Sen. John McCain (R-Ariz.) attacked President Trump for his “bone spur"-related Vietnam deferment and his “half-baked spurious nationalism.” Former president George W. Bush went after Trump for turning nationalism “into nativism” and degrading our discourse with “casual cruelty.” Former president Barack Obama suggested Trump's rhetoric brought back America's ugly past: “It's the 21st century — not the 19th century.” Sen. Bob Corker (R-Tenn.) called the White House an “adult day care center” and said some top officials “help separate our country from chaos.”

All of these harsh criticisms were lodged against Trump this month. But in each and every case, the name of the president wasn't even mentioned. When it comes to criticism, Trump is basically Voldemort — “he who must not be named.”

Why is that?

It's a fair question. Trump's opponents celebrate these critics for speaking out against Trump in unprecedented ways, for using their own statures to raise concerns about Trump's stability, character and policies. But their courage in standing up to Trump apparently doesn't extend to actually calling the president out by name.

To some extent, this is just what politicians do. You always want to give yourself some plausible deniability that you weren't actually attacking specific things or taking a firm up-or-down position. That's especially the case when you have former presidents criticizing their successors, something presidents are usually loath to do.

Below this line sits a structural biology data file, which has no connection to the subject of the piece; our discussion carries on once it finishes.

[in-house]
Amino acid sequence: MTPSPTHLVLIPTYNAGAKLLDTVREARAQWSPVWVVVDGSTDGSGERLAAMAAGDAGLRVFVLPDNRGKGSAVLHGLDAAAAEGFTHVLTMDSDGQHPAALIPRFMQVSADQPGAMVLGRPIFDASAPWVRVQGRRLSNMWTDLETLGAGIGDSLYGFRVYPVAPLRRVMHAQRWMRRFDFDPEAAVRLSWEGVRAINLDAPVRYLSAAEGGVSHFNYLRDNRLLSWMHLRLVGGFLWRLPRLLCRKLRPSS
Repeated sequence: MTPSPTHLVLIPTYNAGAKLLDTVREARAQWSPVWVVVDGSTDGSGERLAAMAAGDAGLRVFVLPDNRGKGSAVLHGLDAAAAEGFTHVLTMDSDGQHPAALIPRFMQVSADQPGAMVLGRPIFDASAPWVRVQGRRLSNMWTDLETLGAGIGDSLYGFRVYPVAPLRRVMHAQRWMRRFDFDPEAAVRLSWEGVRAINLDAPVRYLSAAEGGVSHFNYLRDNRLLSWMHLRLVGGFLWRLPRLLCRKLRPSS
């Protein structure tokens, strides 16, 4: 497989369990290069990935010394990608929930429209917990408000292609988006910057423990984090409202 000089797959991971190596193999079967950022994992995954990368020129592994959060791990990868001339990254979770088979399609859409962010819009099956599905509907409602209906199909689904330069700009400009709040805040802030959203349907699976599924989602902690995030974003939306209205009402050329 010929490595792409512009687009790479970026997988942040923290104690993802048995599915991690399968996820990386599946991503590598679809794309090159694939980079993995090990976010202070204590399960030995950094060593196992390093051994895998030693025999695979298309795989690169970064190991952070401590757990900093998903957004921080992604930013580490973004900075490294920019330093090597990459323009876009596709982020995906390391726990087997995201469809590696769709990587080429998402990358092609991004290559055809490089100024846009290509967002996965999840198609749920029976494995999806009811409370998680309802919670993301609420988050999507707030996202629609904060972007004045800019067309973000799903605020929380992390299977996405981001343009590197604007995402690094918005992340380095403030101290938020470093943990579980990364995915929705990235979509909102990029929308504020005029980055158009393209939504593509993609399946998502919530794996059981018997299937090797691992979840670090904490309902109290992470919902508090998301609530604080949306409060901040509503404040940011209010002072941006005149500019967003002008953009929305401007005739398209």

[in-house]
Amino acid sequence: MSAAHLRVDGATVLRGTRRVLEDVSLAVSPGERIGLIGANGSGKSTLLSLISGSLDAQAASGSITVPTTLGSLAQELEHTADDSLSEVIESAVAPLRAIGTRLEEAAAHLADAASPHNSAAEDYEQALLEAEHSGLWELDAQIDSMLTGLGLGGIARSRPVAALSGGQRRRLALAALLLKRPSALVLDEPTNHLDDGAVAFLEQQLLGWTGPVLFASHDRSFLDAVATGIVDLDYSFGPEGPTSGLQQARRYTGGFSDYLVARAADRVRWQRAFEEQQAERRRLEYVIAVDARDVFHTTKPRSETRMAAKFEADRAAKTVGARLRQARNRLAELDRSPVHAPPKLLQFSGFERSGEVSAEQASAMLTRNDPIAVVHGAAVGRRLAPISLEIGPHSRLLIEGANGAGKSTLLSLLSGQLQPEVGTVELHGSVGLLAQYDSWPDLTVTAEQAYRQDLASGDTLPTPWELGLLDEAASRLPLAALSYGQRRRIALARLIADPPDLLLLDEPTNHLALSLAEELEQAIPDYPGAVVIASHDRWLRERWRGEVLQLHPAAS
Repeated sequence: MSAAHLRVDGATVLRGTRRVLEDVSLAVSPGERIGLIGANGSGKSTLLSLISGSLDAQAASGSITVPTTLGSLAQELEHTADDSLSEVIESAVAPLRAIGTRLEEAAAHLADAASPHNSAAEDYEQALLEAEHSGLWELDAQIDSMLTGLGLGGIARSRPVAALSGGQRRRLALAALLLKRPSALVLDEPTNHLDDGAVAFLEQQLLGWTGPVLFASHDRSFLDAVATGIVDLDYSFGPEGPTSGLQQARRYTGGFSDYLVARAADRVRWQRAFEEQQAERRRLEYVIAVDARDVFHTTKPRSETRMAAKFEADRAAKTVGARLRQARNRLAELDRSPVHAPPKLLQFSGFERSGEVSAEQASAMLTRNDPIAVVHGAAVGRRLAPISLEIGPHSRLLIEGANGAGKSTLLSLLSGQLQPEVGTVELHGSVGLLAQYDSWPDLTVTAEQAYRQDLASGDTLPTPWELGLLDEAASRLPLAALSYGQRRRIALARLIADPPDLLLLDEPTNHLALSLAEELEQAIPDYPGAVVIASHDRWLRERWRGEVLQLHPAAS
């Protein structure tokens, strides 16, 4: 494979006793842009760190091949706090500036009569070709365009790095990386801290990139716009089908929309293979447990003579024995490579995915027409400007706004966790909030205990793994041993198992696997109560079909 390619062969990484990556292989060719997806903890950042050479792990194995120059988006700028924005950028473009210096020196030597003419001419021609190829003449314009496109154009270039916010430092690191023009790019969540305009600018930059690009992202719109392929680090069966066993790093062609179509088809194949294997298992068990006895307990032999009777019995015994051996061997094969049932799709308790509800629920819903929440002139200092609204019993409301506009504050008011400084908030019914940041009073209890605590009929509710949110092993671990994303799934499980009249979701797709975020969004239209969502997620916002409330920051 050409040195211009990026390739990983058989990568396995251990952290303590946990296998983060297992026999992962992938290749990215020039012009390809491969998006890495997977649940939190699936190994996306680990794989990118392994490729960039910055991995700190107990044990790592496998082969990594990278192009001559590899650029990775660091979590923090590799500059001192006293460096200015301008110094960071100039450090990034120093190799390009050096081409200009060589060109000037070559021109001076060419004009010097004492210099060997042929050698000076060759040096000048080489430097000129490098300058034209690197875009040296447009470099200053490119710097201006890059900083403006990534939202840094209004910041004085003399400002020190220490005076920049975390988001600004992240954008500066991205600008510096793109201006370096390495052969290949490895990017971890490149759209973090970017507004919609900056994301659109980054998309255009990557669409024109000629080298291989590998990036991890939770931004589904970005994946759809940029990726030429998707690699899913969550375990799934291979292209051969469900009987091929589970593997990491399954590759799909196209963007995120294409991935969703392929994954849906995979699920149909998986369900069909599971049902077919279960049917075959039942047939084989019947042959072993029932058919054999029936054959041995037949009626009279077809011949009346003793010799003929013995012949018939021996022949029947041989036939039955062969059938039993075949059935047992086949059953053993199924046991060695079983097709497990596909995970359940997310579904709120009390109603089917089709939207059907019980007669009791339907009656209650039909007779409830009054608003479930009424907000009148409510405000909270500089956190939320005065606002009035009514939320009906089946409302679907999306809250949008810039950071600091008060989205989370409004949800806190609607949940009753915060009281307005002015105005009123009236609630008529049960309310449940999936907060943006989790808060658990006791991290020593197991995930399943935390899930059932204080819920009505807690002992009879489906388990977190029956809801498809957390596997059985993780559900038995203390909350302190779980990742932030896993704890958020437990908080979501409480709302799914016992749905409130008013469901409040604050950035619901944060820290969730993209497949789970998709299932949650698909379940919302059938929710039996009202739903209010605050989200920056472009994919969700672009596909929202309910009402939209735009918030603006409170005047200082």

And, as The Post's Fred Hiatt argues, maybe their messages are more general than a point about just Trump. When Bush talks about nationalism turning into nativism, cruel discourse and "bullying," maybe he's also talking about certain figures on the left, or in addition to Trump on the right. Maybe when Corker talked about "chaos," he thought other figures in the White House were fomenting it, too. Maybe McCain is genuinely just upset about a system Trump exploited to avoid being drafted into war.

And indeed, that's basically what McCain said Monday morning on “The View.” Asked whether he believes Trump to be a draft-dodger, McCain demurred: “I don't consider him so much as a draft-dodger as I feel that the system was so wrong that certain Americans could evade their responsibilities to serve the country.”

As with McCain, it could be argued that each and every one of these criticisms isn't really about Trump. But the totality of them all next to one another makes clear who they're about — at least to a high degree. McCain didn't happen to bring up the specific medical ailment Trump used to avoid the draft by sheer coincidence. Corker would later make it clearer exactly whom he was talking about in regards to “chaos” — albeit after Trump upped the ante by hitting back at him.

But to some extent, failing to call Trump out by name undermines these criticisms. If Trump is indeed a unique threat to our political process, and if his rhetoric is so irredeemably out of line, mincing words and obscuring one's criticisms seem like a half-measure — almost as if one doesn't truly believe the things said about him. Why worry about covering one's own backside if the president of the United States is such a hazard? Isn't that the time for drastic measures and for going beyond the usual veiled criticisms? Isn't that precisely when one should set aside the usual decorum?

Perhaps we are getting to that point, as high-profile rebukes of Trump appear to be proliferating. But for now, there is undoubtedly a certain amount of cognitive dissonance in these critiques.